Part 2 in a series
In the previous post in this series, I posed a problem that could be solved by using the Content Switching capability of the Citrix NetScaler VPX Express. This post focuses on the steps required to get started with the NetScaler virtual appliance; a certain amount of preparation is required before you ever start configuring for reverse proxy operations.
Get the Virtual Appliance
The virtual appliance is currently offered with a 56-week free license; at this point in time, the license can be renewed at no cost, too. You will need a Citrix Login, however: they want you in their marketing database! Luckily, there's a short link that will take you to a starting page; after you log in, you'll be presented with a long list of available versions for XenServer, Hyper-V and VMware. Don't let the "ESX" label fool you: it works just as well on ESXi as ESX.
I've always downloaded the latest/greatest version that is available for my platform:
After downloading, you can unzip the file and import the OVF. I recommend doing it once, converting it to a template, then deploying two VMs from the original.
Don't worry about the network adapter warning when you configure the import parameters: you'll only need one in the "proxy on a stick" configuration.
Before you convert the VM to a template, edit it and a) remove the second NIC and b) manually set the MAC Address:
The manual MAC is really important: The NetScaler license is tied to the address, and setting it ahead of time will make it easier to re-use a license if you have to re-install one of the two nodes; putting the manual MAC in the template will result in a manual MAC when you deploy a new VM from it.
This also allows you to go straight to the license portion without waiting for the environment to be loaded and partially-configured.
Licensing is available on the same page as the appliance
Unfortunately, Citrix's licensing process is a bit convoluted; it's also outside of the scope of this series. Once you have the license files in hand, however, you're good for a year...
After you deploy the VM, edit the MAC address (eg, 00:50:56:aa:bb:01) and power up your appliance. Open the console; the initial configuration happens using that interface.
Supply the NetScaler's individual address information, save and allow it to restart:
Feel free to "spin up" a second instance, modify its MAC and get it configured; we'll bind the two together into an HA pair in a minute...
Once the first NetScaler is up and initialized, point your favorite Java-enabled (v7b45 or earlier: the Java applets are not signed) browser. Log in using "nsroot" as the username and password; on v10 appliances, leave the deployment type as "NetScaler ADC."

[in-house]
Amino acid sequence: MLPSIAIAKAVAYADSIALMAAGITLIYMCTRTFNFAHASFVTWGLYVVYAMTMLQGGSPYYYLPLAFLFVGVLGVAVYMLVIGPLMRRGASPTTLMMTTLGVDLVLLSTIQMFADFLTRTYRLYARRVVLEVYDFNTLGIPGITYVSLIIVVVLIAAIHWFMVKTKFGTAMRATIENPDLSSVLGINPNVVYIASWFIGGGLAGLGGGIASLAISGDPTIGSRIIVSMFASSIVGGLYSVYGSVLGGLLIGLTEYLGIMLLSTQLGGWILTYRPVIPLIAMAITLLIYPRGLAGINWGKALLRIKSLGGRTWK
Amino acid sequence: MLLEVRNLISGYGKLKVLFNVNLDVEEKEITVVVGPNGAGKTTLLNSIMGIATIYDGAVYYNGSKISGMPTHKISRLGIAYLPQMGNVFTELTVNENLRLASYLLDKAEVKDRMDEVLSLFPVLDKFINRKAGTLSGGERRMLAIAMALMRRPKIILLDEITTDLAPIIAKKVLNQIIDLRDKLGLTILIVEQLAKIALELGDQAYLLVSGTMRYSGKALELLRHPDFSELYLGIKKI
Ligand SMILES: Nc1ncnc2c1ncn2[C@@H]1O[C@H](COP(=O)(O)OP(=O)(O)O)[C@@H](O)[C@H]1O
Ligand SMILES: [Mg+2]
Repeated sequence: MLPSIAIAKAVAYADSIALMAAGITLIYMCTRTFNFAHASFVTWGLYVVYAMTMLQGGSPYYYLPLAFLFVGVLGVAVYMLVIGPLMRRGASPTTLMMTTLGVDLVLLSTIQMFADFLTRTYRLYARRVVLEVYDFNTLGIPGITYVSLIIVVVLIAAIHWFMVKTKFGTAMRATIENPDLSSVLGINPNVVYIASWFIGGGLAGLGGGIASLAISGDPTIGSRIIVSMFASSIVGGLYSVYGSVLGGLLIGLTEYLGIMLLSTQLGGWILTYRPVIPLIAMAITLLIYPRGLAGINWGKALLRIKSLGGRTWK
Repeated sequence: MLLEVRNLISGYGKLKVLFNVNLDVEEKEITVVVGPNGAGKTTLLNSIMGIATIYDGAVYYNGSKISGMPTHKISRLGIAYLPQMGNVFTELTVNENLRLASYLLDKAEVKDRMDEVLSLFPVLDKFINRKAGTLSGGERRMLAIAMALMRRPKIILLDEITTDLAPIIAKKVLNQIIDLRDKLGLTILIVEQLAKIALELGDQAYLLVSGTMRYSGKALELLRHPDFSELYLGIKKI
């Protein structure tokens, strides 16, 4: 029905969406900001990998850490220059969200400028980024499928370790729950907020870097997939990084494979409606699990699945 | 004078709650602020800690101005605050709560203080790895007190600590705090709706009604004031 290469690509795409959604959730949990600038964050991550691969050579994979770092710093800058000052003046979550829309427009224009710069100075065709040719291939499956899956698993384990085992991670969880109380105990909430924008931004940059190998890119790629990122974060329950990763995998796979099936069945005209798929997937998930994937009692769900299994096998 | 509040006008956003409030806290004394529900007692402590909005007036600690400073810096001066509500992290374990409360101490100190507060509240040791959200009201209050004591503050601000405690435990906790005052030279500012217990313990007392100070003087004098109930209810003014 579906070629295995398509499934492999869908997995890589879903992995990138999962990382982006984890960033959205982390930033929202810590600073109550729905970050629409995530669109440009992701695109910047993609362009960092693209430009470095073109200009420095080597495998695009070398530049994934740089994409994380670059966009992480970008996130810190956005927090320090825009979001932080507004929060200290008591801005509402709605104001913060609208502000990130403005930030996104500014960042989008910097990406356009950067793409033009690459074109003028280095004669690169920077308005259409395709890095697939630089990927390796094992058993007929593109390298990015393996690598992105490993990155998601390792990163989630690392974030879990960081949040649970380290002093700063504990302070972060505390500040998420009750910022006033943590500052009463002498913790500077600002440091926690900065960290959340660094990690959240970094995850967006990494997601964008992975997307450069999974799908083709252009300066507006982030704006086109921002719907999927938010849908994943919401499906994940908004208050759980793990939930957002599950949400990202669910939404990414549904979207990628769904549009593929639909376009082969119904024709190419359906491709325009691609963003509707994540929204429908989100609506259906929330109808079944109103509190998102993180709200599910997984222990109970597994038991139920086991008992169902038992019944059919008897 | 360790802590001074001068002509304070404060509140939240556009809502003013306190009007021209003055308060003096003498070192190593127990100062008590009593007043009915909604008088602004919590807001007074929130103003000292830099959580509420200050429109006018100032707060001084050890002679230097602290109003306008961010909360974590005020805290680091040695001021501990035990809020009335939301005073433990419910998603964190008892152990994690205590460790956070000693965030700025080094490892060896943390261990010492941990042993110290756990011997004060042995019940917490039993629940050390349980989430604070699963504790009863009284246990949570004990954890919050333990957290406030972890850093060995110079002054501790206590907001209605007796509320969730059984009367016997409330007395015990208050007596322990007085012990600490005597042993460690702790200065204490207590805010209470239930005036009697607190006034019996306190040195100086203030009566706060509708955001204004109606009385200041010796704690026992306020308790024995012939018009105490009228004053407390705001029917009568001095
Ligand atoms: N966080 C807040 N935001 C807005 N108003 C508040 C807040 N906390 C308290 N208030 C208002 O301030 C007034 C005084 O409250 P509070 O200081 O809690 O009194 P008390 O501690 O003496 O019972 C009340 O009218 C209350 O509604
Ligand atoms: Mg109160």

In addition to the IP address you alread entered for management purposes, you must add an IP that it uses to interact with hosts on the subnet; we'll also upload that license file that we already retrieved because we knew the MAC address ahead of time. And although you'd be tempted to change the admin password from "nsroot" at this time, don't: I've run into issues getting the HA pair to work if the password is changed prior to pairing.
Continue and upload the license file:
If you matched the MAC addresses properly, you get the happy green bar! Continue/close until you get the prompt to restart the appliance, then reboot the NetScaler:
Repeat these same steps on your second NetScaler; when both appliances are licensed and you've logged back in, we can proceed with getting the devices paired.
Once you can log into both, pick one to be the Primary of the HA pair and select System->High Availability from the configuration menu:
Click [Add...] to start the wizard to add the other node (at this point, the first Java applet gets loaded on your browser, and you'll know fairly quickly if you'll be opening a different browser window to troubleshoot getting the damn thing to work correctly)
Enter the other node's IP address in the box, leave the checkboxes alone, and enter the default credentials even though they're the same as this node.
Assuming everything else is "happy" in the environment, you should get a confirmation that the HA pair is set up, and if you set the same Subnet IP on both nodes, it might even failover as part of the configuration being established.
You can feel free to browse around the NetScaler capabilities; set up NTP time, etc., as optional exercises. We'll pick up the configuration of a basic content switching configuration in the next part.
Parts in this series:
- Intro to using a reverse proxy
- Getting NetScaler VPX going in your lab (this post)
- Intro to Content Switching in the NetScaler
- Configure a basic content-switching application (HTTP)
- Configure an advanced content-switching application (SSL-SSL proxy)